We were working with a nonprofit organisation—let’s call it Team Health—that had a large number of fieldworkers, from whom they would receive data via multiple channels including WhatsApp, emails, and phone calls. None of this data arrived in a standardised or structured manner, nor was any of it recorded. Team Health wanted to change this. They were keen to introduce an app, assuming that all their fieldworkers would know how to enter the requisite information in the exact way that the tech required, and that would lead to them having standardised data exactly how they needed it. But because their processes at the time were not standardised, and their fieldworkers were accustomed to a certain way of submitting data, the app would not solve their problem. In fact, it might have made things worse had they gone down that path.
3. Asking donors to ‘fund tech‘
The third misconception among organisations is that funders are hesitant to pay for tech. Instead of asking donors to ‘fund technology’, nonprofits should articulate why technology is important to the organisation’s core functioning. They must incorporate it as such in their proposals. We need to educate the funder ecosystem as well as the nonprofit ecosystem for this to become a reality.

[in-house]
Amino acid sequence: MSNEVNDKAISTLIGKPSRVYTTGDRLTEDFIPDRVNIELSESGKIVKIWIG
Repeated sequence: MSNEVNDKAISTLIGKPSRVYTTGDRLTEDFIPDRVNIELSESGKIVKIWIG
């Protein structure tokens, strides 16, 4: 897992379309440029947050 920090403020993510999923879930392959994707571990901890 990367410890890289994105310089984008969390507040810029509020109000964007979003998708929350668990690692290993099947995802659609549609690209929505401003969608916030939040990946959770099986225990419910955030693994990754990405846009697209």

Take the case of an organisation—Team Sanitation—working on community toilets for the urban poor in India. They used a fair amount of technology for data collection and geographic information system (GIS) mapping in their day-to-day operations. These tools were core to their project, and so Team Sanitation started incorporating all costs associated with using these technologies (for example, licensing and operational costs) as necessary project costs in their funding proposals. And they haven’t got any pushback from donors for doing so. As long as organisations can demonstrate the need for tech within their programmes, most donors will not have any issues supporting such core expenses.
4. Thinking that a custom tech solution needs to be built from scratch